"The relic-chamber shall not shake even by an earthquake; flowers such as jasmine that were offered on that day shall not wither till the end of Buddha Gotama’s Dispensation; the lamps that were kindled with ghee-oil shall not be extinguished; the clay that was mixed with perfume and sandalwood shall not dry; even a single scratch shall not appear within the relic-chamber; stains shall not appear in any of the golden goods that were offered.’ All this occurred by the determination-power of all Arahants present. They determined also that inimical persons should not be able to even see the relic-chamber. Furthermore, by order of king Dutugemunu, the people of Srī Lanka enshrined, along with many other objects such as golden and silver caskets, thousand more of the Buddha's relics over the relic-chamber."

Orchid Orchid Orchid

At the bottom is, in my opinion, Orchid Dendrobium maccarthiae or Vesak (named locally).

Epiphytic plant with slender, terete, penduloses, pseudobulbous stems; pseudo bulbs 16-60 cm. long; internodes 104 cm. long. Leaves 4-8 x 0.9-1.3 cm. Flowers light violet-pink, lip paler but with a purple blotch in the center, 5.5-6 long, 7.5 cm. across, 2-4 flowered, drooping racemrs which measure 9-11 cm. long; peduncle 2-3 cm. long. Fruit a loculicidal capsule, 3.2x1.17 diameter. (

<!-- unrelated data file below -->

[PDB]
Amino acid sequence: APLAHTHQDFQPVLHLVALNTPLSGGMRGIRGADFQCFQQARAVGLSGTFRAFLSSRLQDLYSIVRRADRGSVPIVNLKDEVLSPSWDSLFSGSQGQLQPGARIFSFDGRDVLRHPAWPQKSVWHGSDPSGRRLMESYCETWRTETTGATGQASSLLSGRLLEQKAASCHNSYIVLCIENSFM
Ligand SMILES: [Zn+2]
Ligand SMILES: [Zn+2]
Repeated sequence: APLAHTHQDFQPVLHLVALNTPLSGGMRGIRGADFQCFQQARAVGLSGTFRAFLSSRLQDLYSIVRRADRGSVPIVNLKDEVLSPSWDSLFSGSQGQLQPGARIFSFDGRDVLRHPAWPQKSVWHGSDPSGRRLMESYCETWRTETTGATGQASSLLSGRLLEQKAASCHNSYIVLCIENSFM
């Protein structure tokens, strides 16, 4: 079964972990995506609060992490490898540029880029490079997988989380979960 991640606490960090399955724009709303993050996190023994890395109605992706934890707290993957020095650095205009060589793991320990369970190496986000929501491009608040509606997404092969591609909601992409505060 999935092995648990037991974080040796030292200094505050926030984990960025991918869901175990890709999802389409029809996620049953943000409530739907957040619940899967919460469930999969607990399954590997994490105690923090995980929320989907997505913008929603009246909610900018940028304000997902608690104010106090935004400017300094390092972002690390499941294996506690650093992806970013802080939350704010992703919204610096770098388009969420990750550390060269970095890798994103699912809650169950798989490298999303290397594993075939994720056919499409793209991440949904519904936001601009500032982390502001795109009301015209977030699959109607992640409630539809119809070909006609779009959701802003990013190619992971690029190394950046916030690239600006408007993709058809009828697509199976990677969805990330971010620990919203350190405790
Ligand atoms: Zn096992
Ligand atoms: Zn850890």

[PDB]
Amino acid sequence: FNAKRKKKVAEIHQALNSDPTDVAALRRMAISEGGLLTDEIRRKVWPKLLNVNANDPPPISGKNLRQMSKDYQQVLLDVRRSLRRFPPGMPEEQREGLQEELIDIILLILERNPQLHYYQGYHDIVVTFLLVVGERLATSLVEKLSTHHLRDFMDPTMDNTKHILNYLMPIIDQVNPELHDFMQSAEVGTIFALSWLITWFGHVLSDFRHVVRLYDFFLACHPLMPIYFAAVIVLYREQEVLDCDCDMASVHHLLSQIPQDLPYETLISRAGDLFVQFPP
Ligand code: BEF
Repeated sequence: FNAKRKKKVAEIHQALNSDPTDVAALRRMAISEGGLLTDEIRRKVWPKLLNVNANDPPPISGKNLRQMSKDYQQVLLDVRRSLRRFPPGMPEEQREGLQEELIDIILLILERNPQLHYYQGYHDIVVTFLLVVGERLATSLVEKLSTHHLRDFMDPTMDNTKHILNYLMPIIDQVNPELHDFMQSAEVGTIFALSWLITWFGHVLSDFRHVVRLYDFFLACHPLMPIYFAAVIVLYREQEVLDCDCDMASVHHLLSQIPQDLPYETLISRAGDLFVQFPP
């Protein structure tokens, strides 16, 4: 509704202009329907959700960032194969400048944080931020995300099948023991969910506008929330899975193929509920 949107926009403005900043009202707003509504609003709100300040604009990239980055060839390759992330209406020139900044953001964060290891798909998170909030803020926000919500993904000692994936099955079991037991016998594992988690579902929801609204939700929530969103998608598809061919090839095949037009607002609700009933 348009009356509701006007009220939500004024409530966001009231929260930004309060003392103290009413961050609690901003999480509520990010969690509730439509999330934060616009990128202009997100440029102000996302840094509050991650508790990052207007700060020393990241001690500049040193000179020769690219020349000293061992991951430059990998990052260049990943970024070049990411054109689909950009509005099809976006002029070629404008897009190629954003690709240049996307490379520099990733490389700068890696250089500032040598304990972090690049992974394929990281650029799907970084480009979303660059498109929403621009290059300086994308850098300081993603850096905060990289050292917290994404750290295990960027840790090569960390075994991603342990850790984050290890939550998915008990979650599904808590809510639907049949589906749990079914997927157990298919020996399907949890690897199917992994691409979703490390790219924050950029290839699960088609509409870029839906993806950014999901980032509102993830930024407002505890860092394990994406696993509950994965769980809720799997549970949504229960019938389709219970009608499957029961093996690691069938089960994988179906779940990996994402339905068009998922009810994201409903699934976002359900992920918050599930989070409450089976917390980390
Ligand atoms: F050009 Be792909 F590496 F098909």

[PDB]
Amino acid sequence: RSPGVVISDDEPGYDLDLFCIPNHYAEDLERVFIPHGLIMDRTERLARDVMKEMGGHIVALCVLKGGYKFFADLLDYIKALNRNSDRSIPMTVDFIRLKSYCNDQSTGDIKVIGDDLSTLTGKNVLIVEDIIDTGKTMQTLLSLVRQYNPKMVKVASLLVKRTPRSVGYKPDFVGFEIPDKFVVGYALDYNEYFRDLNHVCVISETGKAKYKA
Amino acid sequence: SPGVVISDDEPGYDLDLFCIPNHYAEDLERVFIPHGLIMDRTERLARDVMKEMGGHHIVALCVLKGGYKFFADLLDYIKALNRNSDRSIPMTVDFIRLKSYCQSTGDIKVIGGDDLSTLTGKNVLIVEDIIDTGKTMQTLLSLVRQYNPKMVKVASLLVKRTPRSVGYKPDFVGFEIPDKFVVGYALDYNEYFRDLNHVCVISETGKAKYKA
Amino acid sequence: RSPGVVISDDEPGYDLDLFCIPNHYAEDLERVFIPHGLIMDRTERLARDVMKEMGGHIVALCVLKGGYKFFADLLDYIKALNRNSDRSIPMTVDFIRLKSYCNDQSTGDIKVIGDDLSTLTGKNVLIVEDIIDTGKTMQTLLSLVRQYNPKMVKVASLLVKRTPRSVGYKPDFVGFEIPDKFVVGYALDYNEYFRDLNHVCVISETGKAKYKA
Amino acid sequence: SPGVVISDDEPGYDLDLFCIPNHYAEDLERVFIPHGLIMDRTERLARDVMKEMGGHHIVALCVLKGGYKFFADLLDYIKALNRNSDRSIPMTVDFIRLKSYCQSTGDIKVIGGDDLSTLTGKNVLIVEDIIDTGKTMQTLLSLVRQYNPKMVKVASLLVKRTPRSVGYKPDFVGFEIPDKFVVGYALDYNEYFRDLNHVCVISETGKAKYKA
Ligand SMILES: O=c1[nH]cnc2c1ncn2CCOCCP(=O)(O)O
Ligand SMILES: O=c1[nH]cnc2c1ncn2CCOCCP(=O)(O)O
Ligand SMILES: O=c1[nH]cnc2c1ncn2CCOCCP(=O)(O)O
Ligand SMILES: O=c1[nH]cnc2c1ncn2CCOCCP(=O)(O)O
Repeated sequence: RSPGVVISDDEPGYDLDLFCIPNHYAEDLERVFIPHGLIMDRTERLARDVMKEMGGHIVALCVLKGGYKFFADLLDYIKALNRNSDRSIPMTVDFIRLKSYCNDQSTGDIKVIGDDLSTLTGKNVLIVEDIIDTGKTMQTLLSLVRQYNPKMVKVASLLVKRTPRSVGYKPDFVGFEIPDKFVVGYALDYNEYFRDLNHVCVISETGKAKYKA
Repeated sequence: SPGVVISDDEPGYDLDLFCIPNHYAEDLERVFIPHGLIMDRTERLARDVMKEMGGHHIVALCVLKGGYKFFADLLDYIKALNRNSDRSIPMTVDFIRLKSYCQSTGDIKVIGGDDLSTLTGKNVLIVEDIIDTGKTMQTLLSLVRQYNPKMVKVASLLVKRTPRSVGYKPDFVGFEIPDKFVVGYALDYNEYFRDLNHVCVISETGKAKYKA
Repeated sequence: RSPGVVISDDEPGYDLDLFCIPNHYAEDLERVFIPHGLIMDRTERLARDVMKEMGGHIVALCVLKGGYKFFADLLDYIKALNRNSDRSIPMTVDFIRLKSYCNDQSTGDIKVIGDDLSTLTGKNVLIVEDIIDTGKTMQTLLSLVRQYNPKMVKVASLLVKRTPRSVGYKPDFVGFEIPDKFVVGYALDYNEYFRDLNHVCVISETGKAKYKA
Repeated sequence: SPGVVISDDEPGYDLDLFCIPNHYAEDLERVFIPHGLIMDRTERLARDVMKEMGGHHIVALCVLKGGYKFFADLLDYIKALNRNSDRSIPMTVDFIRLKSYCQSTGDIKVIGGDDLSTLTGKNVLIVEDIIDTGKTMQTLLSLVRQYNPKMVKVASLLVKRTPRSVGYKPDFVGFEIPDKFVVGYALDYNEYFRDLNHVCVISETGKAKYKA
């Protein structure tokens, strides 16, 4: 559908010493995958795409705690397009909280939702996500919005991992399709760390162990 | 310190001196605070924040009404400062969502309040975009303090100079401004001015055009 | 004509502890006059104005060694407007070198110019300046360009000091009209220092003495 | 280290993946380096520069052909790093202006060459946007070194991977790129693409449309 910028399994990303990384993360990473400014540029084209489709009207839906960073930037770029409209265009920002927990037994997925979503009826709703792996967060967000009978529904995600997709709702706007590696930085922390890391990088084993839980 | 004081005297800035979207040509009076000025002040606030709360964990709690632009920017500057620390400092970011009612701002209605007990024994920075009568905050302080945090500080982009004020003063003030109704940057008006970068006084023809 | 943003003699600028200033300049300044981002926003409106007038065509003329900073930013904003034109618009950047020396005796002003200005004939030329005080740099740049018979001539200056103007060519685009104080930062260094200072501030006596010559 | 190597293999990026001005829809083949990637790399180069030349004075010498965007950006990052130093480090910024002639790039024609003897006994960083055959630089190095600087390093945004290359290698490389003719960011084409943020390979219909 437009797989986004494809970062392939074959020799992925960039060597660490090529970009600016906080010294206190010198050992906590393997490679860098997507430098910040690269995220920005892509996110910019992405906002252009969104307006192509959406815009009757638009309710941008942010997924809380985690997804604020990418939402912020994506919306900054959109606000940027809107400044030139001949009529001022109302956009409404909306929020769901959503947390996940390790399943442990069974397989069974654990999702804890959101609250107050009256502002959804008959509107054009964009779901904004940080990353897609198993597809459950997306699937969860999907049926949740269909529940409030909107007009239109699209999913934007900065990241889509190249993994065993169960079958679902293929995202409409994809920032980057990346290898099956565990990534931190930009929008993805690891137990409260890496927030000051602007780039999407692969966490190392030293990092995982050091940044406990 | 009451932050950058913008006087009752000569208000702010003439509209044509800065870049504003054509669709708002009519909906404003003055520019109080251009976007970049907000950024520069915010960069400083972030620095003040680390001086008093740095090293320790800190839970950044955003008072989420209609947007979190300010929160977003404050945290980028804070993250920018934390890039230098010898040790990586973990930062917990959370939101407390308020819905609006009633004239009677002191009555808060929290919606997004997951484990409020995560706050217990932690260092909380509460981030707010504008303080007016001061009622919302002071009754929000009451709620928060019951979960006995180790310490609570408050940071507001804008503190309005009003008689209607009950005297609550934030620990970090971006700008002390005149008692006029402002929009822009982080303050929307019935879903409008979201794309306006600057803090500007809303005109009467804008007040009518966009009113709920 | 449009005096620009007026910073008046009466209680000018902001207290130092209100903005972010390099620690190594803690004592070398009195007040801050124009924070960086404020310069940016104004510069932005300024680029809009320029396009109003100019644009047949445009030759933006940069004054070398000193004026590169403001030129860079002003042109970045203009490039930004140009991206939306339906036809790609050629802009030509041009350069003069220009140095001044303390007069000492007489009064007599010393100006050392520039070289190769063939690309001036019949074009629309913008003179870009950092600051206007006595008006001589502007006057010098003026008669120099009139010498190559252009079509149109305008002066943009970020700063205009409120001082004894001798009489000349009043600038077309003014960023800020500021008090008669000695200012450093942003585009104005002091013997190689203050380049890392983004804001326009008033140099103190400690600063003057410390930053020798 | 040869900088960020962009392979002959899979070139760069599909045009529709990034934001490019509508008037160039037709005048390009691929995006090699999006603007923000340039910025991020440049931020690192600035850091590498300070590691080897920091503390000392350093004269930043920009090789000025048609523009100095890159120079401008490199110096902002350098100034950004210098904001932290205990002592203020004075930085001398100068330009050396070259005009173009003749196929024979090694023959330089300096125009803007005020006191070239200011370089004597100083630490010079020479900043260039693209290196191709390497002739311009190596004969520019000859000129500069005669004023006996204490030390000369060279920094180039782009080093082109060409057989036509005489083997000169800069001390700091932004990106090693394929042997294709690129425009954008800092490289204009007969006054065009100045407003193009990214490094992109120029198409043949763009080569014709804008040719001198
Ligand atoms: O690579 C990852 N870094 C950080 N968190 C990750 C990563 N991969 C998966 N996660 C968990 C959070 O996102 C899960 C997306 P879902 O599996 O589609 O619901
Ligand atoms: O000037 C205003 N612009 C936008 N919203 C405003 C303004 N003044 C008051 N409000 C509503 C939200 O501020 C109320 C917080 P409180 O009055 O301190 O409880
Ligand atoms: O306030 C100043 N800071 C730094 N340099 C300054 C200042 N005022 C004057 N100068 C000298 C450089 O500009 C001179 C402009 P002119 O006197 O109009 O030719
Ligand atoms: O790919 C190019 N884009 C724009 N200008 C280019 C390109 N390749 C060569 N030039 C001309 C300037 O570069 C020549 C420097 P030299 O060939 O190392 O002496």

Alcedo atthis

On top is the Kingfisher (Alcedo atthis) with fish in beak.

The common kingfisher (Alcedo atthis) also known as the Eurasian kingfisher, and river kingfisher, is a small kingfisher with seven subspecies recognized within its wide distribution across Eurasia and North Africa. It is resident in much of its range, but migrates from areas where rivers freeze in winter.

This sparrow-sized bird has the typical short-tailed, large-headed kingfisher profile; it has blue upperparts, orange underparts and a long bill. It feeds mainly on fish, caught by diving, and has special visual adaptations to enable it to see prey under water. The glossy white eggs are laid in a nest at the end of a burrow in a riverbank.

In the upper left corner is the face value by numeral "500", the right of which is the inscription in Sinhala, Tamil and English, "Central Bank of Sri Lanka". At the bottom of the banknote is an inscription - "Five Hundred Rupees" in Sinhala and English.